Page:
From 2004 – 2009, he was director of the Lawrence Berkeley National Laboratory, where he was active in pursuit of renewable and other forms of clean energy technologies. Previously, he was the Theodore and Francis Professor of Physics and Applied Physics at Stanford University. He was twice Chair of the Physics Department (1990-1993, 1999-2001), helped launch Bio-X in 1998, a multi-disciplinary institute combining the physical and biological sciences with medicine and engineering, and the Kavli Institute for Particle Astrophysics and Cosmology in 2002. Before joining the Stanford faculty in 1987, he was head of the Quantum Electronics Research Department at AT&T Bell Laboratories.
Dr. Chu is the co-recipient of the 1997 Nobel Prize in Physics for his contributions to laser cooling and atom trapping, and has received numerous other awards. He is a member of the National Academy of Sciences, the American Philosophical Society, the American Academy of Arts and Sciences, the Academia Sinica, and is a foreign member of the Royal Society, the Royal Academy of Engineering, the Chinese Academy of Sciences, the Korean Academy of Sciences and Technology, the National Academy of Sciences of Belarus and a member of the Pontifical Academy of Sciences. He received an A.B. degree in mathematics and a B.S. degree in physics from the University of Rochester, and a Ph.D. in physics from the University of California, Berkeley, has been awarded 32 honorary degrees.
Thursday, November 14
12:15 – 1:45pm — Closing Lunch Keynote
Title: Expanding What's Humanly Possible: The Real Purpose of Digital Technology
“Humpton began her career as a software programmer in the early 1980s and never could have imagined the power of today’s technology. But what are we trying to achieve with this power?” That’s the question Siemens USA’s CEO will raise in her keynote as she shares a future vision in which digital technology provides engineers with new tools to solve the world’s biggest challenges.”
Bio: Barbara Humpton is CEO of Siemens USA, where she guides the company’s strategy and engagement in serving the company’s largest market in the world, with more than 50,000 employees and over$23 billion in revenues and $5 billion in annual exports.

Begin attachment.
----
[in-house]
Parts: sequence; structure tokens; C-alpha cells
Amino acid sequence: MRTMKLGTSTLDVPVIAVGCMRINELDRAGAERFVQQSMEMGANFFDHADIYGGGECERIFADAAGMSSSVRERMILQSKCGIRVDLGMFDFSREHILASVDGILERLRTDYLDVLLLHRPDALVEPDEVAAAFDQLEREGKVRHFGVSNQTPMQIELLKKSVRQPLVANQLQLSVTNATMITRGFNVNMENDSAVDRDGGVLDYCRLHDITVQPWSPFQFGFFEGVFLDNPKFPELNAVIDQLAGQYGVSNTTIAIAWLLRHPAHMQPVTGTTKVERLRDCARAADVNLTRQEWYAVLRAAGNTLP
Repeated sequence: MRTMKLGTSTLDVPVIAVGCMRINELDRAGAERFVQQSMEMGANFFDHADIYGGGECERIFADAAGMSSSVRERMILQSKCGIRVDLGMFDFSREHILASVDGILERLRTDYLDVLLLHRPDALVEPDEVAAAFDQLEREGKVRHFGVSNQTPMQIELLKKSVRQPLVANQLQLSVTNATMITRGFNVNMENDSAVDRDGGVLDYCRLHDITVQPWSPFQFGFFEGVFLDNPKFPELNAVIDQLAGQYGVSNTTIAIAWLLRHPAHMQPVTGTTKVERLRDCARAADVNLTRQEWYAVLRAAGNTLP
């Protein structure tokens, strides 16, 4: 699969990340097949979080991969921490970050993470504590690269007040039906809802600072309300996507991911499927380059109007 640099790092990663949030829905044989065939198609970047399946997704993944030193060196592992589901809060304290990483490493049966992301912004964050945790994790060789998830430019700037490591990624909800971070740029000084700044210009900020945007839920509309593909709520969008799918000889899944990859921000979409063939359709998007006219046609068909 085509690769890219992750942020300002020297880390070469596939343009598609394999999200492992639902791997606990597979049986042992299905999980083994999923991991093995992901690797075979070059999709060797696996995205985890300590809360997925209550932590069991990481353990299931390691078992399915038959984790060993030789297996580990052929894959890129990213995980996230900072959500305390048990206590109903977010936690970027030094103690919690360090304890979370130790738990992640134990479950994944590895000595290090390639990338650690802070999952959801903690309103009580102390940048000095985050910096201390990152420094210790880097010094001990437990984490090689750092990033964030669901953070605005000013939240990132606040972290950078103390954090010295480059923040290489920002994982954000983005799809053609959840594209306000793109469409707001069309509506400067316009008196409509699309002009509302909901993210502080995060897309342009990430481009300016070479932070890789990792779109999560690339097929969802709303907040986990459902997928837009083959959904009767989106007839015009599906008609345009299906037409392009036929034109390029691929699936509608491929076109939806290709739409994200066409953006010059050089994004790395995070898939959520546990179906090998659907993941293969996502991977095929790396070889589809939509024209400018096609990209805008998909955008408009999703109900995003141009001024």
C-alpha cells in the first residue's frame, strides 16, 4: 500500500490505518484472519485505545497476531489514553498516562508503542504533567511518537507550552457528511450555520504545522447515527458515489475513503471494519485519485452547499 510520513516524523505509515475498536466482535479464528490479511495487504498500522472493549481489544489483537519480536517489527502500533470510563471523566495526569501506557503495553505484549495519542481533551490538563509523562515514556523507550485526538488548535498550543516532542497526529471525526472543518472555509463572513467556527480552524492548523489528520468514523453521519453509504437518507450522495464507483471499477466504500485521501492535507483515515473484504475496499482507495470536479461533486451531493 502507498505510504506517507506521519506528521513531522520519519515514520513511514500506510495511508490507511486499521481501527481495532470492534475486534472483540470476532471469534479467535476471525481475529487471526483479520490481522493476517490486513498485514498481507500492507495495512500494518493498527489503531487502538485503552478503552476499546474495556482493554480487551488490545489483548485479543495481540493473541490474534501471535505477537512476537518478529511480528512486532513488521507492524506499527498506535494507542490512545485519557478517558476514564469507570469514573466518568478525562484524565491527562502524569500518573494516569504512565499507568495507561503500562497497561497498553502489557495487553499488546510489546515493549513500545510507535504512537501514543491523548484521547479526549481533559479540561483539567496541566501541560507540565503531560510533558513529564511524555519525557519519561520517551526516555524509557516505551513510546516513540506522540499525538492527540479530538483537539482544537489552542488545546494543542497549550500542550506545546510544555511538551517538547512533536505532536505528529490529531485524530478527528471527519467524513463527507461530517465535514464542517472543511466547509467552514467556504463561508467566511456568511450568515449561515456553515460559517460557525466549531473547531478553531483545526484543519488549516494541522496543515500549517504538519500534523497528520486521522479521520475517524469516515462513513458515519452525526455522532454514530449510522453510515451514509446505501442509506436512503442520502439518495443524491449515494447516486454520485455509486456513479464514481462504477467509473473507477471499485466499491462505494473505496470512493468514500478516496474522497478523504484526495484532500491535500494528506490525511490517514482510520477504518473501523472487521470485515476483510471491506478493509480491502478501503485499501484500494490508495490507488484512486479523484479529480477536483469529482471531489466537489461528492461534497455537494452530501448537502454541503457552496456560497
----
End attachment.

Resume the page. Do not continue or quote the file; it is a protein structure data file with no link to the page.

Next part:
Most recently, Humpton served as president and CEO of Siemens Government Technologies, Inc.(SGT), a leading integrator of Siemens’ products and services for federal government agencies and departments. In this role, Humpton also served as an officer/director member of the board of directors of SGT.
Prior to joining Siemens in 2011, Humpton served as a vice president at Booz Allen Hamilton where she was responsible for program performance and new business development for technology consulting in the Department of Justice and Department of Homeland Security. Earlier, Humpton was a vice president at Lockheed Martin Corporation with responsibility for Biometrics Programs, Border and Transportation Security and Critical Infrastructure Protection, including such critical programs as the FBI’s Next Generation Identification and the TSA’s Transportation Workers’ Identification Credential.
Humpton is a graduate of Wake Forest University with a bachelor’s degree in mathematics. Barbara is Chairman of the Siemens Foundation and of the Center for Strategic and Budgetary Assessments (CSBA). She serves on the board of directors of MorganFranklin, the American Heart Association Greater Washington Region, the Northern Virginia Tech Council and the Seabee Memorial Scholarship Association. She resides in Washington, D.C., with her husband David.